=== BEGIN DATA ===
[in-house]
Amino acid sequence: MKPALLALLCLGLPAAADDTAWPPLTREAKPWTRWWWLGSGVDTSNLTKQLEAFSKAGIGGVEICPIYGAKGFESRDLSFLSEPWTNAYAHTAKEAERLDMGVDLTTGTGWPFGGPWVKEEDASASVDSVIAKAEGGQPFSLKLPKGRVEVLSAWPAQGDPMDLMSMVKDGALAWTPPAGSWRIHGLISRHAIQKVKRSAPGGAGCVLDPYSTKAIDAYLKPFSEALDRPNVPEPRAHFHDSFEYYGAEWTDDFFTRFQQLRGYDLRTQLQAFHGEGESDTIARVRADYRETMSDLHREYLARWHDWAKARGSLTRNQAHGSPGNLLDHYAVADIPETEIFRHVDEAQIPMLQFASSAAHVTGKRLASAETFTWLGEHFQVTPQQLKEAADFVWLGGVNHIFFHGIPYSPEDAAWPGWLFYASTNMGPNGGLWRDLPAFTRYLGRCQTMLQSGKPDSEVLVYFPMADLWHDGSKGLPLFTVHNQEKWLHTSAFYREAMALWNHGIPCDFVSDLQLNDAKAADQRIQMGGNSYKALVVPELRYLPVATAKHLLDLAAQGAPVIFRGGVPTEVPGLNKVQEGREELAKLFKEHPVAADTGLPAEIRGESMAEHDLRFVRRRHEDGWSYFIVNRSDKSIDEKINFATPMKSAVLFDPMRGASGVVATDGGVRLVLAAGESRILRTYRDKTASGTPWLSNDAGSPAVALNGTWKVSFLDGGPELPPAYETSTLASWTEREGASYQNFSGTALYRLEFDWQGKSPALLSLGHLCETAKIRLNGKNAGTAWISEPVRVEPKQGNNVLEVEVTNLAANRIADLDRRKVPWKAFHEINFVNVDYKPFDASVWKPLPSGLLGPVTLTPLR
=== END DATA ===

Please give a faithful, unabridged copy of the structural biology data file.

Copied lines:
[in-house]
Amino acid sequence: MKPALLALLCLGLPAAADDTAWPPLTREAKPWTRWWWLGSGVDTSNLTKQLEAFSKAGIGGVEICPIYGAKGFESRDLSFLSEPWTNAYAHTAKEAERLDMGVDLTTGTGWPFGGPWVKEEDASASVDSVIAKAEGGQPFSLKLPKGRVEVLSAWPAQGDPMDLMSMVKDGALAWTPPAGSWRIHGLISRHAIQKVKRSAPGGAGCVLDPYSTKAIDAYLKPFSEALDRPNVPEPRAHFHDSFEYYGAEWTDDFFTRFQQLRGYDLRTQLQAFHGEGESDTIARVRADYRETMSDLHREYLARWHDWAKARGSLTRNQAHGSPGNLLDHYAVADIPETEIFRHVDEAQIPMLQFASSAAHVTGKRLASAETFTWLGEHFQVTPQQLKEAADFVWLGGVNHIFFHGIPYSPEDAAWPGWLFYASTNMGPNGGLWRDLPAFTRYLGRCQTMLQSGKPDSEVLVYFPMADLWHDGSKGLPLFTVHNQEKWLHTSAFYREAMALWNHGIPCDFVSDLQLNDAKAADQRIQMGGNSYKALVVPELRYLPVATAKHLLDLAAQGAPVIFRGGVPTEVPGLNKVQEGREELAKLFKEHPVAADTGLPAEIRGESMAEHDLRFVRRRHEDGWSYFIVNRSDKSIDEKINFATPMKSAVLFDPMRGASGVVATDGGVRLVLAAGESRILRTYRDKTASGTPWLSNDAGSPAVALNGTWKVSFLDGGPELPPAYETSTLASWTEREGASYQNFSGTALYRLEFDWQGKSPALLSLGHLCETAKIRLNGKNAGTAWISEPVRVEPKQGNNVLEVEVTNLAANRIADLDRRKVPWKAFHEINFVNVDYKPFDASVWKPLPSGLLGPVTLTPLR